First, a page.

, Volume 20, Issue 5, pp 271-274
Date: 02 Apr 2011

Follow-up study of four cases of pervasive refusal syndrome

Rent the article at a discount

Rent now

* Final gross prices may vary according to local VAT.

Get Access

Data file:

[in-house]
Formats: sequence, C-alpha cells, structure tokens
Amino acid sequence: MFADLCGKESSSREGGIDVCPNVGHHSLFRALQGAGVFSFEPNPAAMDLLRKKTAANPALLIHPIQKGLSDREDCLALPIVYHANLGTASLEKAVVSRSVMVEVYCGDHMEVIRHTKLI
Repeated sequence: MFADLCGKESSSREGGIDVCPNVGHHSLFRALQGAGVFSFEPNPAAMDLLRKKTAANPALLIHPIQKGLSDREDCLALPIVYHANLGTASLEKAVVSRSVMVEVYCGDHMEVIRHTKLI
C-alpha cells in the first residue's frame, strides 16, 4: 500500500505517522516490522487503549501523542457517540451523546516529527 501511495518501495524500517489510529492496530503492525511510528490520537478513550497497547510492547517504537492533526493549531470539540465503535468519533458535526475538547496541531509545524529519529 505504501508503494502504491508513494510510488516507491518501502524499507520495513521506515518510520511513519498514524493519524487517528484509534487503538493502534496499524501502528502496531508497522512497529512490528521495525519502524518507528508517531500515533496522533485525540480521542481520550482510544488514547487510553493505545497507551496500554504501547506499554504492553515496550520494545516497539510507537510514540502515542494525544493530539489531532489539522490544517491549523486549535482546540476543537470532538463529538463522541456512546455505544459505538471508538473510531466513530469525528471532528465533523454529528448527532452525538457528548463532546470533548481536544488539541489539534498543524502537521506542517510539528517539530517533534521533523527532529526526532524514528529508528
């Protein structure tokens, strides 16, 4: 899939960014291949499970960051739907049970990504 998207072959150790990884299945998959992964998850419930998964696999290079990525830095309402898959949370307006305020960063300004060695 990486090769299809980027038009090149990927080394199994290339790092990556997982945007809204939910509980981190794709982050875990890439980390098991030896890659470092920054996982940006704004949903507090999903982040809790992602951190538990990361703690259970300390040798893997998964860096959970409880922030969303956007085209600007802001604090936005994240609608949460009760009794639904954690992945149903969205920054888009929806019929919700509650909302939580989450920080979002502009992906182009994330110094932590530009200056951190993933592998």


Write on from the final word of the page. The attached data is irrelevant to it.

The term pervasive refusal syndrome was first mentioned in a paper detailing a sample study of four children by Bryan Lask and colleagues in 1991. This article presents a sample of four children diagnosed with Pervasive Refusal Syndrome, three girls and a boy, seen within a specialist NHS inpatient unit in the North East of England, and describes the main features presented. The main focus of the article will be on long-term prognosis and outcome in relation to day to day functioning and activities. Each of the cases has been followed up once at an interval of between 3 and 16 years after discharge, and the outcomes are presented here. Results suggest that two of the young people with PRS made a complete recovery in the long term, that one was impaired by anorexia nervosa at follow-up, and the remaining young person was reluctant to be interviewed, so it is unclear how well she has maintained her initial discharge recovery.